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Aug 4, 2011 by khristine
What is the Difference between Earthquake and Aftershock?
When there is a sudden movement or shaking felt on land, people normally call the phenomena as an earthquake. Earthquake, is described as an unexpected yield of energy within the earth’s crust or topmost mantle that is normally caused by movement of a fault plane or through volcanic activity which results into the formation of seismic waves that can be devastating depending on the degree of the quake.
Simply put, earthquake is any seismic phenomenon that is caused by the movement within the earth’s crust. It can be a result of man’s activities or natural circumstances, under or over sea level, in such a way that the ground violently trembles and shakes. An earthquake can be a result of a landslide, a nuclear experiment, a volcanic activity, or a mine blasts just to name a few. But, the most natural and common of all the earthquake causes is due to ruptures in geological faults.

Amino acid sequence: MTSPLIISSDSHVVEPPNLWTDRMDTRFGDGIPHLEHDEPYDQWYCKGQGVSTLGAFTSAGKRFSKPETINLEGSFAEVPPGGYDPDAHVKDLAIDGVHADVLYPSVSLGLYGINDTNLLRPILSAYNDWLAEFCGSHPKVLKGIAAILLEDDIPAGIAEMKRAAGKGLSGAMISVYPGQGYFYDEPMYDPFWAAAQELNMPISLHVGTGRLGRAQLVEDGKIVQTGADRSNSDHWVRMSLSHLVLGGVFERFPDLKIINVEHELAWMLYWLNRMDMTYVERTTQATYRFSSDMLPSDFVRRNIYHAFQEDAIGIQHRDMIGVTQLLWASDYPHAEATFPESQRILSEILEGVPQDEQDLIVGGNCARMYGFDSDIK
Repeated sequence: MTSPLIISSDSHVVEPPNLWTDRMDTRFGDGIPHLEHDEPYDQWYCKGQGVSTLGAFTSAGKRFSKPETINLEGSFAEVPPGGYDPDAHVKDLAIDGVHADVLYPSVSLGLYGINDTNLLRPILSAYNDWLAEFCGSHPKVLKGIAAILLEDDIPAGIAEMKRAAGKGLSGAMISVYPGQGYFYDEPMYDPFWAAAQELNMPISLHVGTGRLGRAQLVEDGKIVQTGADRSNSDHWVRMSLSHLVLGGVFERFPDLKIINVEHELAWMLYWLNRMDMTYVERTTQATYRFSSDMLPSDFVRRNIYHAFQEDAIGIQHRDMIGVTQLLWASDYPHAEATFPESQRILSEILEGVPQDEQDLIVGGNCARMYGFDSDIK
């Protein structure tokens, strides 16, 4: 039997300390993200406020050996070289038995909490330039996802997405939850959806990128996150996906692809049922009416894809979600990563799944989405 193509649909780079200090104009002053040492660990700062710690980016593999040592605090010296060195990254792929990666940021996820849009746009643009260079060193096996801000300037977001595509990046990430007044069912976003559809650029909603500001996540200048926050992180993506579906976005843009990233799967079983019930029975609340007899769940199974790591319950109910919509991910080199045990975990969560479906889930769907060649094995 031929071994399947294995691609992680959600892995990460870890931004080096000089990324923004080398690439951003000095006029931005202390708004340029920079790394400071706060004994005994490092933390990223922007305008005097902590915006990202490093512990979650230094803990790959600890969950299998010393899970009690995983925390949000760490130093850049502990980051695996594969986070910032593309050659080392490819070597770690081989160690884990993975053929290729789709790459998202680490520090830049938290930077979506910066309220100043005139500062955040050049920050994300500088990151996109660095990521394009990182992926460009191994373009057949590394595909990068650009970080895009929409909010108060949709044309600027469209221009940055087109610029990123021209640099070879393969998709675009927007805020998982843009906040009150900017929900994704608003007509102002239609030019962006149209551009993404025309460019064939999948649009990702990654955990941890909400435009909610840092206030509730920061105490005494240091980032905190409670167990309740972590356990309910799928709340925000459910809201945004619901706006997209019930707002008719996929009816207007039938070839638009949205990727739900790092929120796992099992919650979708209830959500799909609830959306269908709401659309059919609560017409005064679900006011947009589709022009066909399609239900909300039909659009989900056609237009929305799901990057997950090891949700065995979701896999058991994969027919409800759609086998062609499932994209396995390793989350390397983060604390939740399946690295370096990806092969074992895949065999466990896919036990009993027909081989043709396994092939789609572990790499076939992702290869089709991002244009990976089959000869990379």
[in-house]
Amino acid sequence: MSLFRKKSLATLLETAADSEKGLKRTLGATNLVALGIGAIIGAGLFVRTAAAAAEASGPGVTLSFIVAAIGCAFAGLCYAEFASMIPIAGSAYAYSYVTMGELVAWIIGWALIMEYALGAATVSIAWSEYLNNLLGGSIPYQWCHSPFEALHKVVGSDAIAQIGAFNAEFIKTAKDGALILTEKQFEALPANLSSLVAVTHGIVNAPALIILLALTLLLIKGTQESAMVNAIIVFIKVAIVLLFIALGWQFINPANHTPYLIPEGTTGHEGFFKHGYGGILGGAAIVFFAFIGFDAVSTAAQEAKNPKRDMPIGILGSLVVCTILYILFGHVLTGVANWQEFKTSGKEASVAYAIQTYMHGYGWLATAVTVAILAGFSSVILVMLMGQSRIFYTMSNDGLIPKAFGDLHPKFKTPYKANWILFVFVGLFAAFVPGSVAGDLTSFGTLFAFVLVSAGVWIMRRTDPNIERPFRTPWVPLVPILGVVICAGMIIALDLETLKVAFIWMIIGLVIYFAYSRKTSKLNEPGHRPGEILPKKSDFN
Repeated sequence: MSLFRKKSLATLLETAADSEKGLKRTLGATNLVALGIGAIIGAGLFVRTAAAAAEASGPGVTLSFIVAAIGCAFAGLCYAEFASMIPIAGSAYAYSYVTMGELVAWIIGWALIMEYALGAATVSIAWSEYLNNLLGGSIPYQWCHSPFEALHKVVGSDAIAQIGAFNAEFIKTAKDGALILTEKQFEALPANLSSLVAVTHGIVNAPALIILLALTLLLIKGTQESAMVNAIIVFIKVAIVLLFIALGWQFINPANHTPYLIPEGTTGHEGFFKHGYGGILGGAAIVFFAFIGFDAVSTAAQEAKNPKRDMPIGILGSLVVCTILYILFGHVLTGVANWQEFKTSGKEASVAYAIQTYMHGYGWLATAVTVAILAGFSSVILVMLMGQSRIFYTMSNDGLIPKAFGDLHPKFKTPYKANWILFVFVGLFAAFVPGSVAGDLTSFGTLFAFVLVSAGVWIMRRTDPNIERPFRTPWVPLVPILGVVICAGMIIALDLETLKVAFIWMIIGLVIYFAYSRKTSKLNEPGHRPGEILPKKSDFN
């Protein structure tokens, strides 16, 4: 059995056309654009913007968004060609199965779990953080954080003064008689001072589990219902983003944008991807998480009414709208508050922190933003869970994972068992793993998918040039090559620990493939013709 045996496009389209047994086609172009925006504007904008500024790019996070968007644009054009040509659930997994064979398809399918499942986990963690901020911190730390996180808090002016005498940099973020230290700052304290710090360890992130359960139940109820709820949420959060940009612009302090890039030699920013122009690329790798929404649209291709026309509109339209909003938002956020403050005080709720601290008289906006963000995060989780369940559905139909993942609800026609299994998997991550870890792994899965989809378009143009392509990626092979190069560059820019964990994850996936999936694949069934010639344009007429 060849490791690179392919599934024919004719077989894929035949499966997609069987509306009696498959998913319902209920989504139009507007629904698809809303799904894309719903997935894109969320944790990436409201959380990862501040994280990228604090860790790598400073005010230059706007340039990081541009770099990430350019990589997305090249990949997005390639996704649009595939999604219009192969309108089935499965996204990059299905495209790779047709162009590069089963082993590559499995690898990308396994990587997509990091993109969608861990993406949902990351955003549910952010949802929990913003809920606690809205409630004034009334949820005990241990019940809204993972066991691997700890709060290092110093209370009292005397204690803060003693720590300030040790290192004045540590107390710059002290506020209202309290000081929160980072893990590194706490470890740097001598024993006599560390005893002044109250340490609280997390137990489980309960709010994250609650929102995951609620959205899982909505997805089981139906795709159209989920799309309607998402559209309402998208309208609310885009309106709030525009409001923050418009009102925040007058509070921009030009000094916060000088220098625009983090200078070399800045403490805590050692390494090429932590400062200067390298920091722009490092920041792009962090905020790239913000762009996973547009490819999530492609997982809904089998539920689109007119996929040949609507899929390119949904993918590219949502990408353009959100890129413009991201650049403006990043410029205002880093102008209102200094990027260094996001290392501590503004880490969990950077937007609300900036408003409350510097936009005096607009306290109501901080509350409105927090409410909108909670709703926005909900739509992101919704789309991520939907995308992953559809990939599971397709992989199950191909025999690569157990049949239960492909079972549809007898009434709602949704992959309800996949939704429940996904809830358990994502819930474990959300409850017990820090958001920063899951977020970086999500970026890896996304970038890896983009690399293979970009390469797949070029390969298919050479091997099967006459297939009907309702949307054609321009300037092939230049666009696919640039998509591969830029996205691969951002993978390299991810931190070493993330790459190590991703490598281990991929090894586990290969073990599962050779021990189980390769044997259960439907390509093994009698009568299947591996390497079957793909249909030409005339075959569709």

In geology, earthquakes usually happen in groups, one following another thus the term aftershock, main shock, and foreshocks are given. The frequency of earthquake may be followed instantly or in years thus making it confusing to people concern whether to call the quake a main shock (earthquake) or simply an aftershock.
On the other hand, an aftershock is simply a kind of a small earthquake following a main shock or a bigger earthquake. In some cases, an aftershock can also be as destructive as the major quake. An aftershock is identified as the kind of quake that happens along the same area where the main shock appeared, or within the “aftershock zone”. If seismologists traced the source of the trembling along the said regions, then it is called an “aftershock”.
However, if an aftershock that followed a main shock is measured to be bigger than that of the latter, the aftershock will be reclassified as the main shock while the previous main shock will then be recorded as the foreshock.
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